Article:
Olympic nutritionist reveals the secrets to elite success

By Nikki Hancocks

- Last updated on GMT

Getty | Yagi Studio
Getty | Yagi Studio

Related tags SANSE Sports nutrition recovery athletes

Working as a nutritionist for some of the leading athletes in the world is always going to be a challenge, but COVID brought with it a number of additional hurdles, as will be described during NutraIngredients' Sports and Active Nutrition Summit.

Emma Gardner, lead performance nutritionist for English institute of sport, England men’s cricket and GB Women’s Hockey, is set to speak at NutraIngredients' virtual summit next month (Oct 12-14).

In conversation with the event's key host Nick Morgan, from Sports Integrated, she will discuss the nutritional challenges for the athletes in Team GB and the strategies employed by her team to overcome these.

“Five years ago, in Rio, our biggest challenge was the eight matches in 13 days and how are we going to be able to fuel and recover to be able to perform as well in our gold medal match as we do in the first matches," ​she will reveal.

“In Tokyo, it was a whole different world of potentially 40-odd degree heat and 80% humidity which we are just not used to. So a lot of strategies were built around that.

“Back in 2019, we started our work with heat tolerance testing with the athletes in a heat chamber, looking at core temperature through core temperature pills, putting them under conditions they’re not used to.

“Sadly when COVID hit we could no longer put 20 girls in a heat chamber together so we had to go back to the drawing board.

“We ended up employing individual greenhouses and stuck bikes and steamers in there and did exactly the same thing.”

She explains that one of the main reasons behind all of this heat preparation was to provide the athletes with confidence that they were prepared, psychologically, as well as physically. And this wasn’t the only way in which the nutritionist team utilised psychological strategies.

“We also looked at how we could optimise the breaks to cool them. We looked at strategies that were perceptually beneficial to them as opposed to what methods would actually necessarily changed their core temperatures.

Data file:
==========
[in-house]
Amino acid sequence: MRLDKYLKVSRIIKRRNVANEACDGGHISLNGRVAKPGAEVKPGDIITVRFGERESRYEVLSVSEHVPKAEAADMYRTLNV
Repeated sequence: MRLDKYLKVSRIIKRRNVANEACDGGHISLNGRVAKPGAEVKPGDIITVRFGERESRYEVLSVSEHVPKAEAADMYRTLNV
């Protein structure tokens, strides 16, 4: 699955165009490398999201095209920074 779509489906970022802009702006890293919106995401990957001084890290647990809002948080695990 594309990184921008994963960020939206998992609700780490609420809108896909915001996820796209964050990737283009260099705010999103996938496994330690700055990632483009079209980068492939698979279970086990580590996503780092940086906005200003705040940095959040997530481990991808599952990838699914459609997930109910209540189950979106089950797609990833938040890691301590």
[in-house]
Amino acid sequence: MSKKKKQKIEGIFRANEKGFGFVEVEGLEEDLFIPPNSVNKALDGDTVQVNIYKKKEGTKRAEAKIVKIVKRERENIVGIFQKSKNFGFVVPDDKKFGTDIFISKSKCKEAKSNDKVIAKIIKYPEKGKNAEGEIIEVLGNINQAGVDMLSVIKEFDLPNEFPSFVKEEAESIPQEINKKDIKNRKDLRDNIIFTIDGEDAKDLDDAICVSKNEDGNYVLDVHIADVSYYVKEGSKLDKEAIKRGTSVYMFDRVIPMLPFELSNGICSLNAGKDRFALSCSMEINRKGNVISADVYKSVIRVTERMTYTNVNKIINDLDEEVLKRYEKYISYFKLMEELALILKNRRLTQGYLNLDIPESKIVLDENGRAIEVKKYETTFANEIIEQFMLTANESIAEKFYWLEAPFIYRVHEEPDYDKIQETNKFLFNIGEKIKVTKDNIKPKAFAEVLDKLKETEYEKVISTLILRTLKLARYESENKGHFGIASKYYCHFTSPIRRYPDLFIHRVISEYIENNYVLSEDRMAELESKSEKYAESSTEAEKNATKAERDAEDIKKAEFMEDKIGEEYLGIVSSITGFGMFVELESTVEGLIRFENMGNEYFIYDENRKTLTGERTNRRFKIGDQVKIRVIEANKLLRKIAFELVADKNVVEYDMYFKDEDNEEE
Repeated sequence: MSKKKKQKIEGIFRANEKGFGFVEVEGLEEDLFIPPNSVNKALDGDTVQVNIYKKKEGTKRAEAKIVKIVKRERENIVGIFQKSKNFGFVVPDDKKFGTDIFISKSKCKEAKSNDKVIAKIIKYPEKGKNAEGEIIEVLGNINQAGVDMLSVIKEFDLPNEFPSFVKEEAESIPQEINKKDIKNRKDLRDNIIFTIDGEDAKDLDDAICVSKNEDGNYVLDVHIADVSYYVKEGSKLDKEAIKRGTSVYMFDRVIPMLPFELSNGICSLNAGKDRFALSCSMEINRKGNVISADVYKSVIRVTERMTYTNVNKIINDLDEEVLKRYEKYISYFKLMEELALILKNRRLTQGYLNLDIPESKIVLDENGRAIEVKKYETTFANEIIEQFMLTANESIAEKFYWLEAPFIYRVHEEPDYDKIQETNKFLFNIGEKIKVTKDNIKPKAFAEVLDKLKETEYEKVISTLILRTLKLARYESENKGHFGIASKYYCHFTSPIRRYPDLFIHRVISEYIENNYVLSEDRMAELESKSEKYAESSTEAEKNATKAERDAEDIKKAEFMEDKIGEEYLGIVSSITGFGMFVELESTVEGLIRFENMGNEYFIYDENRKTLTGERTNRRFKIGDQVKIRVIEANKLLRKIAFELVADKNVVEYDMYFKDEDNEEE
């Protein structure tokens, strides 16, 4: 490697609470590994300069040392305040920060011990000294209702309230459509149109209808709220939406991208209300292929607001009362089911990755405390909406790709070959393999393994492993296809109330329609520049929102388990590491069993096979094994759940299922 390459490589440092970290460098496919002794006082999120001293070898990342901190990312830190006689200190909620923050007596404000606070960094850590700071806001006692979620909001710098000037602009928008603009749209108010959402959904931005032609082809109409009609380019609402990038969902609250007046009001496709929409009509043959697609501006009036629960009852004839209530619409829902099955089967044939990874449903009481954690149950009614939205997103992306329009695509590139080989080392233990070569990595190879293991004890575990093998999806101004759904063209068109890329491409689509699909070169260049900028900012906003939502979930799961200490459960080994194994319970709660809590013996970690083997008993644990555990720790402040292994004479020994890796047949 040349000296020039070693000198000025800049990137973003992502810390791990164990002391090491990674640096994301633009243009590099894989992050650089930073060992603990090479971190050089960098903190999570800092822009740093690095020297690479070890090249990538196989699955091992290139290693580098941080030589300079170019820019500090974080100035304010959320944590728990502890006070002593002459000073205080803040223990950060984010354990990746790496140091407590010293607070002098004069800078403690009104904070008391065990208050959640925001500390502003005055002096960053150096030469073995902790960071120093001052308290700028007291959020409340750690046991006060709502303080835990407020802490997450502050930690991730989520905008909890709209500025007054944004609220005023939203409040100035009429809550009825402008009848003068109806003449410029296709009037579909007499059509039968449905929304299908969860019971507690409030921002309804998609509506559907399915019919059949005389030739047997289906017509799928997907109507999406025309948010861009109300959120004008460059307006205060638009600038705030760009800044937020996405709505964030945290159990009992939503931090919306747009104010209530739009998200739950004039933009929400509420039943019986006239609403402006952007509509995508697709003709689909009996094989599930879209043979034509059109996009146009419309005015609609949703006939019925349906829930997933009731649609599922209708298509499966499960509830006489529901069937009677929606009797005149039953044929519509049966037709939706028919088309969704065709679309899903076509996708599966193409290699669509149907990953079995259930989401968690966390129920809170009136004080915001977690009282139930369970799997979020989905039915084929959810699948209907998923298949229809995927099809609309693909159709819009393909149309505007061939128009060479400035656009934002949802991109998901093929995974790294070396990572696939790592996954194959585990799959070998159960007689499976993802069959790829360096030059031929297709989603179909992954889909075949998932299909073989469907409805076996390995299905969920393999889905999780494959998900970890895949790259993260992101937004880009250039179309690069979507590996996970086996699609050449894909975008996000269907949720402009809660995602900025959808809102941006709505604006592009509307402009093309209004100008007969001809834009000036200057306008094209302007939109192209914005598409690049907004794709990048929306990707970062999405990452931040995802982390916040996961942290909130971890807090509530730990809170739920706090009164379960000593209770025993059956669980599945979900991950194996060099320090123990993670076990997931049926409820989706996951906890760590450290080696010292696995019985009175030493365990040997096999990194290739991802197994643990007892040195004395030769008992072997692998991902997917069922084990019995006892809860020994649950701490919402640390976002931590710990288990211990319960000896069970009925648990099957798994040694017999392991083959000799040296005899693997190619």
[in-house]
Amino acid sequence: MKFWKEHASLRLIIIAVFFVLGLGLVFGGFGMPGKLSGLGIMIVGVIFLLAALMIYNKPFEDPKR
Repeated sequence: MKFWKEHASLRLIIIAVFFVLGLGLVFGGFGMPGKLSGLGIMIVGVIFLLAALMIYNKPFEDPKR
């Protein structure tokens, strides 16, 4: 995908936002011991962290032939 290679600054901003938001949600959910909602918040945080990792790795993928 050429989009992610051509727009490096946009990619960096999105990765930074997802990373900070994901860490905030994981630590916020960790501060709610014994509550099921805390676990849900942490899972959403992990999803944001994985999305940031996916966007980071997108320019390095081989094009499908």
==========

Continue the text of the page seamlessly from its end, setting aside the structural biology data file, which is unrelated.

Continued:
“We did ice lollies with hand cooling, slushies, we played around with menthol and mouth rinse. We found that just by having an ice lolly with hand cooling and a cool towel around the neck decreased core temperature by a degree in two minutes which we didn’t expect to see.”

As part of her interview, Gardner will explain what supplements the athletes were given in order to support their immunity and their gut health throughout the Olympic season.

She will also discuss what it’s like going into the games in a bio-secure environment.

“It was a huge logistical challenge. If we break it down, one of the highest risk environments for COVID cross-contamination is a dining hall.

“We always used to do a self-serve buffet and all of a sudden it had to become served, so the first week was spent trying to explain to our Japanese colleagues how much a portion of food is for a heavy weight rower versus a portion for the next athlete.

“Then there were the many cleaning processes like self-clearing of plates and wiping of tables – there were a lot of things to consider.”

The virtual stage is set for some of the industry's biggest names to speak at NutraIngredients' annual Sports and Active Nutrition Summit. But don’t take our word for it! Take a sneaky peak at the agenda​ and check out how you can register​.

The event will take place from October 12-14, with two sessions each day - 10.30am to 12.30 CET (9.30am to 11.30 BST) followed by 3pm to 5pm CET (2pm to 4pm BST).

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